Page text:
Date & Time: Mar 18, 2019 at 1531 LT
Panama City - Sundance
Crew on board:
Pax on board:
Aircraft flight hours:
The two commercial pilots were conducting a personal, cross-country flight. A video surveillance camera at the airport captured their airplane’s approach. Review of the video revealed that, as the airplane approached the approach end of the landing runway, it began to climb, rolled left, became inverted, and then impacted terrain. The left thrust reverser (T/R) was found open and unlatched at the accident site. An asymmetric deployment of the left T/R would have resulted in a left roll/yaw. The lack of an airworthy and operable cockpit voice recorder, which was required for the flight, precluded identifying which pilot was performing pilot flying duties, as well as other crew actions and background noises, that would have facilitated the investigation. Postaccident examination of the airplane revealed that it was not equipped, nor was required to be equipped, with a nose landing gear (NLG) ground contact switch intended to preclude inflight operation of the thrust reverser (T/R). The left T/R door was found unlatched and open, and the right T/R door was found closed and latched. Further, electrical testing of the T/R left and right stow microswitches within the cockpit throttle quadrant revealed that the left stow microswitch did not operate within design specifications. Disassembly of the left and right stow microswitches revealed evidence of arc wear due to aging. Based on this information, it is likely that the airplane’s lack of an NLG ground contact switch and the age-related failure of the stow microswitches resulted in an asymmetric T/R deployment while on approach and a subsequent loss of airplane control. Also, there were additional T/R system components that were found to unairworthy that would have affected the control of the T/R system. Operational testing of the T/R system could not be performed due to the damage the airplane incurred during the accident. Toxicology testing results of the pilot’s specimens indicated that the pilot had taken diazepam, which is considered impairing at certain levels. However, the detected amounts of both diazepam and its metabolite nordiazepam were at subtherapeutic levels, and given the long half-life of these compounds, it appears that the medication was taken several days before the accident; therefore, it is unlikely that the pilot was impaired at the time of the accident and thus that his use of diazepam was a not factor in the accident.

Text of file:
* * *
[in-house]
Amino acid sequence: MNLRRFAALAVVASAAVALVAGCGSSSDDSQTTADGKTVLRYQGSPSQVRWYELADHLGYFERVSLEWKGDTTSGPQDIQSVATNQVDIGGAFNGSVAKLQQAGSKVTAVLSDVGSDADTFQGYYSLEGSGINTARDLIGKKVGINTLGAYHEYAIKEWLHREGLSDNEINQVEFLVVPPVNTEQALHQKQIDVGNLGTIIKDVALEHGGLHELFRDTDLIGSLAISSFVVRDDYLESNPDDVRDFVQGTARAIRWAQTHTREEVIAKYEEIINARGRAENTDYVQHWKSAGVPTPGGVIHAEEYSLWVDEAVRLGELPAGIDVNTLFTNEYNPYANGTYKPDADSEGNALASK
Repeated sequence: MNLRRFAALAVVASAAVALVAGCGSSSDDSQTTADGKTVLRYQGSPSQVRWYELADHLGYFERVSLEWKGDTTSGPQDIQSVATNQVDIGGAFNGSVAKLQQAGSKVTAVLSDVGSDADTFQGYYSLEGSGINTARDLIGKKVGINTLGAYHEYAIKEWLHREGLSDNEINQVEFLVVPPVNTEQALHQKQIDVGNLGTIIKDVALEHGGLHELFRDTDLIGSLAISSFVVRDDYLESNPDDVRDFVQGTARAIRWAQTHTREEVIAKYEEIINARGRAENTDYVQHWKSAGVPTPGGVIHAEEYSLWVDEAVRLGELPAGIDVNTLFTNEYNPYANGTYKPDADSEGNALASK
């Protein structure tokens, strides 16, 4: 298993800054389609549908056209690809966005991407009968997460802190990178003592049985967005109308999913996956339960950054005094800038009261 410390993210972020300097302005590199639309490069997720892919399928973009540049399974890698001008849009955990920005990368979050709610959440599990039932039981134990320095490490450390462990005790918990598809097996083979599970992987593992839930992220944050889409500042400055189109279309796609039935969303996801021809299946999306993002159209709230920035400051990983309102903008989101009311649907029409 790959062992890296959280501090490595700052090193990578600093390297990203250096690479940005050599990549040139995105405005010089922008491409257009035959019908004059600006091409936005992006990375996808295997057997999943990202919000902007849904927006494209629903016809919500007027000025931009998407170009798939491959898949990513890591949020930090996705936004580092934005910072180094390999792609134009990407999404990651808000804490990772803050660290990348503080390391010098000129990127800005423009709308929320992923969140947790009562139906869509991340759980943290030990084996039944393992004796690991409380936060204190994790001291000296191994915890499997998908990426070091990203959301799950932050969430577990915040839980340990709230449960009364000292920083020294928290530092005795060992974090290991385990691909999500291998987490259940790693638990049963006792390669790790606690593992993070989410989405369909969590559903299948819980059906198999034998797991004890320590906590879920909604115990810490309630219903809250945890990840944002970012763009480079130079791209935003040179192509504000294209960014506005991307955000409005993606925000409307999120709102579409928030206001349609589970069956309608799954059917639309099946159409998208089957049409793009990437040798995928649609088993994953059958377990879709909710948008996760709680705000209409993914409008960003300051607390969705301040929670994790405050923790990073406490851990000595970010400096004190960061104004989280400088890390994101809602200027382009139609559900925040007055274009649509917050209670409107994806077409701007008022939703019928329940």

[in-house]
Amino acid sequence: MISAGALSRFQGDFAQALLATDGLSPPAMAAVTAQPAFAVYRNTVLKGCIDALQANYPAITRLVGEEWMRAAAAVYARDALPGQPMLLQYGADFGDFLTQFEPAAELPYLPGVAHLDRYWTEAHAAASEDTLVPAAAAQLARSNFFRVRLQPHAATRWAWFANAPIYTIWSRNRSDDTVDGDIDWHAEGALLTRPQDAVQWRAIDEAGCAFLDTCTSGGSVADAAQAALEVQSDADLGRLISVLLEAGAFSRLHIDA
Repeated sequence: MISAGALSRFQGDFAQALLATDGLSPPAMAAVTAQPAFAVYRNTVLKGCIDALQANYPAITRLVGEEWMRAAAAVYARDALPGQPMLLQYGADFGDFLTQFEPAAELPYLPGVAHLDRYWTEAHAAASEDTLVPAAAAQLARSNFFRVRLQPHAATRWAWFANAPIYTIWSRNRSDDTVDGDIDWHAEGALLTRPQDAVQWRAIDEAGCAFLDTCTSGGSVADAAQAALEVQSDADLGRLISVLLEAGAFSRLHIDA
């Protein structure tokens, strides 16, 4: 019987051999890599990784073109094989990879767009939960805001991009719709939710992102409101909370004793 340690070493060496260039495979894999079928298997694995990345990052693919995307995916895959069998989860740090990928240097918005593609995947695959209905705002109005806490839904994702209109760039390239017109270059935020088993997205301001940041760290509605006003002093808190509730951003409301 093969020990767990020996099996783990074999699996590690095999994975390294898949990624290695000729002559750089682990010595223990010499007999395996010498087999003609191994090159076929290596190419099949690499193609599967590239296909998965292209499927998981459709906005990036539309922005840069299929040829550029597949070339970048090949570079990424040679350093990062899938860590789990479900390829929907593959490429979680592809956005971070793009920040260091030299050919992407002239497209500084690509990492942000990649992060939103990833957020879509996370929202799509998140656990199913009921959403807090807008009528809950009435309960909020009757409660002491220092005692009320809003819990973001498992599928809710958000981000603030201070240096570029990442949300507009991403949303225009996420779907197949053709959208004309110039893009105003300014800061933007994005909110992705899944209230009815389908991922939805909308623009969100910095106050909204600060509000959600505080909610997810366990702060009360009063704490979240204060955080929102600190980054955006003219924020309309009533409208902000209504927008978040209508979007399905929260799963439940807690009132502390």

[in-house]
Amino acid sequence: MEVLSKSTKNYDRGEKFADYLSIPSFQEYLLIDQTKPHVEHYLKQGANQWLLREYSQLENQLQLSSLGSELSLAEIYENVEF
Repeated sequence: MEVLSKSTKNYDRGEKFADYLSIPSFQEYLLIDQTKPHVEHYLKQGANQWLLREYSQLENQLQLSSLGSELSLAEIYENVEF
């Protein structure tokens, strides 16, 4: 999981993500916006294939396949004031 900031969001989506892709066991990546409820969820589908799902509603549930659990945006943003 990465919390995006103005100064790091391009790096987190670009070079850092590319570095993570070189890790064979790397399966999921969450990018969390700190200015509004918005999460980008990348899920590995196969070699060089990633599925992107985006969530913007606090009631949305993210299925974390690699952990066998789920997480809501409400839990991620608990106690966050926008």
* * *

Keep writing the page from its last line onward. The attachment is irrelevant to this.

The airplane’s unairworthy thrust reverser (T/R) system due to inadequate maintenance that resulted in an asymmetric T/R deployment during an approach to the airport and the subsequent loss of airplane control.